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Final Game of First Ballot Hall of Fame Pitchers

On Sunday, July 26th the baseball world congregated to celebrate the induction of four new members into the Hall of Fame, with second baseman Craig Biggio being joined by pitchers Randy Johnson, Pedro Martinez, and John Smoltz. Their selections were mostly non-controversial, as all these players became iconic presences in the 90's and the start of the new millennium, and well away from any kind of the PED suspicions that have plagued many of their contemporaries.

In the case of the 3 hurlers, their selection was also made special by the fact that they were all voted in during their first appearance in HOF ballots. While being a first-ballot selection does not automatically suggest inner-circle greatness (Joe DiMaggio, Yogi Berra, and Cy Young were not selected in their first try, for example), the distinction does carry a certain gravitas, especially considering that 2015's trio of hurlers are now among only the 16 pitchers who were selected in their first try.

Last season, as we awaited Derek Jeter's final at-bat as a major leaguer, we took a look at the final plate appearance of each first-ballot Hall of Famer. Considering that Jeter will most likely be a near-unanimous pick when his time comes, it made sense to stack him up against his peers. Today we are running a similar exercise, but taking into account the final line posted by the 17 pitchers that, so far, have been inducted into Cooperstown in their first ballot.

Even as most of them were old and in the literal final breath of their careers, there were still a few gems up their sleeves.


Induction Year

Last Game


Final Line

Walter Johnson*


Sep. 22, 1927


3.1 IP, 5 ER, 9 H, 0 BB, 2 K (ND)

Christy Mathewson


Sep. 4, 1916


9 IP, 8 ER, 15 H, 1 BB, 3 K (W)

Bob Feller


Sep. 30, 1956


9 IP, 8 ER, 14 H, 3 BB, 0 K (L)

Sandy Koufax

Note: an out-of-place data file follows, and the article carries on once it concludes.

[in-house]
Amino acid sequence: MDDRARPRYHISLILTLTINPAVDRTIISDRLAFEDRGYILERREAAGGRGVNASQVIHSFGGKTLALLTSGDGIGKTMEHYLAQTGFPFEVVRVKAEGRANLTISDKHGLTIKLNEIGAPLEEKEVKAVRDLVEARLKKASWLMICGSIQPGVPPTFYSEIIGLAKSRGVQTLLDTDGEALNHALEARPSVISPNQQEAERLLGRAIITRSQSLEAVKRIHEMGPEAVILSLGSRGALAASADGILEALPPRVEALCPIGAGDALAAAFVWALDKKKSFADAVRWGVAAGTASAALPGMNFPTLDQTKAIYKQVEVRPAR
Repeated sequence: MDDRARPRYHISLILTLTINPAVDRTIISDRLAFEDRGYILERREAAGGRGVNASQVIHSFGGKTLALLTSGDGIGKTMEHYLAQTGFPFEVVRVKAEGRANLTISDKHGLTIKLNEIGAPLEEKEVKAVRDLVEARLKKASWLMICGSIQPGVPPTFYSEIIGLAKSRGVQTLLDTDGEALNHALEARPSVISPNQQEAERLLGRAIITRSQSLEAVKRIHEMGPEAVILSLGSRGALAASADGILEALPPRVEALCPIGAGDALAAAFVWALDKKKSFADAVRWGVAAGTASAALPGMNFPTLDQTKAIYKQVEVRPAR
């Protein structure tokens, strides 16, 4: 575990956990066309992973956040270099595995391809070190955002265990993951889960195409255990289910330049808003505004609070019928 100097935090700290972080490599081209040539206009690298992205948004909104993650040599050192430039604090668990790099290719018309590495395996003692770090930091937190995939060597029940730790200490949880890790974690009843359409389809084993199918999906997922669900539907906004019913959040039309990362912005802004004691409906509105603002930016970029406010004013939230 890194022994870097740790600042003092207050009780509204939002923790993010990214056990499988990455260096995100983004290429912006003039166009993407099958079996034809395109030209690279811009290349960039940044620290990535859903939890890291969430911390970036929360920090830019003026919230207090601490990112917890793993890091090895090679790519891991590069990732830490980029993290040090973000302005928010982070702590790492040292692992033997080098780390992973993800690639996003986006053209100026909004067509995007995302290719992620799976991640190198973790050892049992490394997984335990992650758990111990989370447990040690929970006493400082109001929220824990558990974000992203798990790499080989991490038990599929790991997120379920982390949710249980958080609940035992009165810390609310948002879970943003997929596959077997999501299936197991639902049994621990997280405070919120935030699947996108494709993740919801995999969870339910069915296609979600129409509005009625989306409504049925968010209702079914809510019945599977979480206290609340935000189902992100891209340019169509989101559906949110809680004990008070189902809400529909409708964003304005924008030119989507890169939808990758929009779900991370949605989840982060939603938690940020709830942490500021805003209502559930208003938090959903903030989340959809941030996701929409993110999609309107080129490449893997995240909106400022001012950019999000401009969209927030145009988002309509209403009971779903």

Oct. 2, 1966


9 IP, 2 ER, 7 H, 1 BB, 10 K (W)

Warren Spahn*


Oct. 1, 1965


0.1 IP, 0 ER, 1H, 1 BB, 0 K (ND)

Bob Gibson*


Se. 3, 1975


1 IP, 5 ER, 2 H, 3 BB, 0 K (L)

Jim Palmer*


May 12, 1984


2 IP, 4 ER, 4 H , 1 BB, 1 K (ND)

Tom Seaver


Sep. 19, 1986

Blue Jays

4 IP, 3 ER, 5 H, 2 BB , 1 K (L)

Steve Carlton


Apr. 23, 1988


5 IP, 8 ER, 9 H, 3 BB, 4 K (L)

Nolan Ryan


Sep. 22, 1993


0 IP, 5 ER, 2 H, 4 BB, 0 K (L)

Dennis Eckersley*


Sep. 26, 1998


1 IP, 1 ER, 1 H, 0 BB, 2 K (ND)

Tom Glavine


Aug. 14, 2008


4 IP, 7 ER, 7 H, 4 BB , 3 K (L)

Greg Maddux


Sep. 27, 2008


6 IP, 1 ER, 2 H, 0 BB, 2 K (W)

John Smoltz


Sep. 30, 2009


4 IP, 6 ER, 6 H, 5 BB, 3 K (L)

Pedro Martinez


Sep. 30, 2009


4 IP, 3 ER, 6 H, 1 BB, 2 K (ND)

Randy Johnson*


Oct. 4, 2009


1 IP, 0 ER, 1 H, 0 BB, 2 K (ND)

*Relief appearances

As we can see from the table, almost all of the first-ballot pitchers had a rough ending to their careers, with more than a third of them serving bullpen duty instead of their usual role as a starter (save for Dennis Eckersley, of course). If we combine their lines, it mixes up to this ugly composition:

62.2 IP, 66 ER, 91 H, 29 BB, 35 K, 3-7 Record

This means that these legendary crop left behind a combined 9.48 ERA, 1.91 WHIP, and a Chris Young-like strikeout rate. Outside of Koufax's swan song and Maddux's final gem (there must have been something in those Dodgers uniforms), this group of guys didn't have much left in the tank. Even Koufax should come with an asterisk, as he made his final appearance at age 30, and so was still near the prime of his career.

In the end, this all probably too much nitpicking, as it is always hard to retire at the top, especially for a pitcher. It is no coincidence that only 16 of them have made the Hall on their first try, as it becomes really difficult to build such a strong case despite only playing every 5 days, instead of the star hitters that are ubiquitous during each baseball season.

The 2016 ballot doesn’t include any obvious choice among pitchers (though  Jr. will be a slam-dunk selection among hitters), and neither does the 2017 potential set of candidates, so it seems that this 2014-2015 span was just a blip that happened to group some of the very best pitchers of their generation, who are now rightfully enshrined among the baseball elite.

A final bad day doesn't mean anything in the greater context of their star careers, but this final setback serves as a reminder that in life, and in baseball, everything must come to an end.

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